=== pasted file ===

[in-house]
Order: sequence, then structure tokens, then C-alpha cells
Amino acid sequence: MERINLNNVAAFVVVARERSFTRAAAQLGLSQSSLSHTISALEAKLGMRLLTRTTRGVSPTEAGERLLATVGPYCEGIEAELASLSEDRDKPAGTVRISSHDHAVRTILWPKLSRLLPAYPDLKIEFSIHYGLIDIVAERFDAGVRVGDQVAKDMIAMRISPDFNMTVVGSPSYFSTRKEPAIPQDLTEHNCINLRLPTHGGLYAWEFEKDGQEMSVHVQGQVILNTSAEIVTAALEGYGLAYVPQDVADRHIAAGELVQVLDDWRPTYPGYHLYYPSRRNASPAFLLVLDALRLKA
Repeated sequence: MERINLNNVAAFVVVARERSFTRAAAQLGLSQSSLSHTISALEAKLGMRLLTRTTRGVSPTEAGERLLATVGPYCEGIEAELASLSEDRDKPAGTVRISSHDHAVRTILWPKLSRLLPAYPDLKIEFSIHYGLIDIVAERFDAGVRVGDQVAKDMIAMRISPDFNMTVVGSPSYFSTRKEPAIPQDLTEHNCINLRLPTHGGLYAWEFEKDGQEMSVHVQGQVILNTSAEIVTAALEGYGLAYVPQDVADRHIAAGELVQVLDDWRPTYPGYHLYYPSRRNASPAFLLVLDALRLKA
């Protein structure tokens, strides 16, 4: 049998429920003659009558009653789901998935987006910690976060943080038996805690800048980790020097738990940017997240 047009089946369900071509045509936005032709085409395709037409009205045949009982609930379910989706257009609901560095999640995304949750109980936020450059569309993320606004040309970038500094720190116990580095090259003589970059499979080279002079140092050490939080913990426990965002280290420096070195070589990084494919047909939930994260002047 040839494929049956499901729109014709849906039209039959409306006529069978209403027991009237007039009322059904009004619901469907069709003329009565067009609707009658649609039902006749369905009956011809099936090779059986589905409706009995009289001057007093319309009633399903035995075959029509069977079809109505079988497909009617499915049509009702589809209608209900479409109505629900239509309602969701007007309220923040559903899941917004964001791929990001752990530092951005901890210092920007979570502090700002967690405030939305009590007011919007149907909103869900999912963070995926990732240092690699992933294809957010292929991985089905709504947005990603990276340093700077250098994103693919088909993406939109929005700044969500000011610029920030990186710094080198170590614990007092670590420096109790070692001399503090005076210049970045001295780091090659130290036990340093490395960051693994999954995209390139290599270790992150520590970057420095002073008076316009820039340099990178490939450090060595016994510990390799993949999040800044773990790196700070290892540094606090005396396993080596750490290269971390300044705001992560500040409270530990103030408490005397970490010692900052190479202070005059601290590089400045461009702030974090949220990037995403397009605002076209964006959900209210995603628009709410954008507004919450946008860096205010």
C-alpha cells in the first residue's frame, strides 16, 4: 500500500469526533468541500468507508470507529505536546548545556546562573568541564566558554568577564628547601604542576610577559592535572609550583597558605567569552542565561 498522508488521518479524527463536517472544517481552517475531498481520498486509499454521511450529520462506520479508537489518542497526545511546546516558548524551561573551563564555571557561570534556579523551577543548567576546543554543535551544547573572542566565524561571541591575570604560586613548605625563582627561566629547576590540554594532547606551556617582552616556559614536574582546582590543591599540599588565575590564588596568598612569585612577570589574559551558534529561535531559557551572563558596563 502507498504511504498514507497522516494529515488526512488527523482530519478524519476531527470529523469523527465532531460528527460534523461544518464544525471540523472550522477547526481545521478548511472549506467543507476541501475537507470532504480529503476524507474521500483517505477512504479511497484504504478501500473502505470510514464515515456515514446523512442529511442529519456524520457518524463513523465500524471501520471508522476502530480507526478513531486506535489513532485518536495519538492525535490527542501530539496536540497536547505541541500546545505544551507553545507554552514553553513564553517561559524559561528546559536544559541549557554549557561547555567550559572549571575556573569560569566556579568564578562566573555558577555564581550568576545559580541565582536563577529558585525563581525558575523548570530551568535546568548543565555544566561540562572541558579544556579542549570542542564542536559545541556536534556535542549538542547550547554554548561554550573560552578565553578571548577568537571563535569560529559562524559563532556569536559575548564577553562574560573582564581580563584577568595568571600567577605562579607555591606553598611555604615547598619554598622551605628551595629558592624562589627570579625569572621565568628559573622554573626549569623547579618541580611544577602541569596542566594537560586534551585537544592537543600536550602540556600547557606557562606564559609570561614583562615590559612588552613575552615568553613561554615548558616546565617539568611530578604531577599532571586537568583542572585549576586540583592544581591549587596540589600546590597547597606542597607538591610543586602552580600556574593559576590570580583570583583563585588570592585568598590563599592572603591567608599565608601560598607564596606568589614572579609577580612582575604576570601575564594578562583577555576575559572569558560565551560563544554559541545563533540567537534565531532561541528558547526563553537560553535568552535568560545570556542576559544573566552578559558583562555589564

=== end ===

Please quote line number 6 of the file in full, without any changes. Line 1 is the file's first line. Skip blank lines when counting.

C-alpha cells in the first residue's frame, strides 16, 4: 500500500469526533468541500468507508470507529505536546548545556546562573568541564566558554568577564628547601604542576610577559592535572609550583597558605567569552542565561 498522508488521518479524527463536517472544517481552517475531498481520498486509499454521511450529520462506520479508537489518542497526545511546546516558548524551561573551563564555571557561570534556579523551577543548567576546543554543535551544547573572542566565524561571541591575570604560586613548605625563582627561566629547576590540554594532547606551556617582552616556559614536574582546582590543591599540599588565575590564588596568598612569585612577570589574559551558534529561535531559557551572563558596563 502507498504511504498514507497522516494529515488526512488527523482530519478524519476531527470529523469523527465532531460528527460534523461544518464544525471540523472550522477547526481545521478548511472549506467543507476541501475537507470532504480529503476524507474521500483517505477512504479511497484504504478501500473502505470510514464515515456515514446523512442529511442529519456524520457518524463513523465500524471501520471508522476502530480507526478513531486506535489513532485518536495519538492525535490527542501530539496536540497536547505541541500546545505544551507553545507554552514553553513564553517561559524559561528546559536544559541549557554549557561547555567550559572549571575556573569560569566556579568564578562566573555558577555564581550568576545559580541565582536563577529558585525563581525558575523548570530551568535546568548543565555544566561540562572541558579544556579542549570542542564542536559545541556536534556535542549538542547550547554554548561554550573560552578565553578571548577568537571563535569560529559562524559563532556569536559575548564577553562574560573582564581580563584577568595568571600567577605562579607555591606553598611555604615547598619554598622551605628551595629558592624562589627570579625569572621565568628559573622554573626549569623547579618541580611544577602541569596542566594537560586534551585537544592537543600536550602540556600547557606557562606564559609570561614583562615590559612588552613575552615568553613561554615548558616546565617539568611530578604531577599532571586537568583542572585549576586540583592544581591549587596540589600546590597547597606542597607538591610543586602552580600556574593559576590570580583570583583563585588570592585568598590563599592572603591567608599565608601560598607564596606568589614572579609577580612582575604576570601575564594578562583577555576575559572569558560565551560563544554559541545563533540567537534565531532561541528558547526563553537560553535568552535568560545570556542576559544573566552578559558583562555589564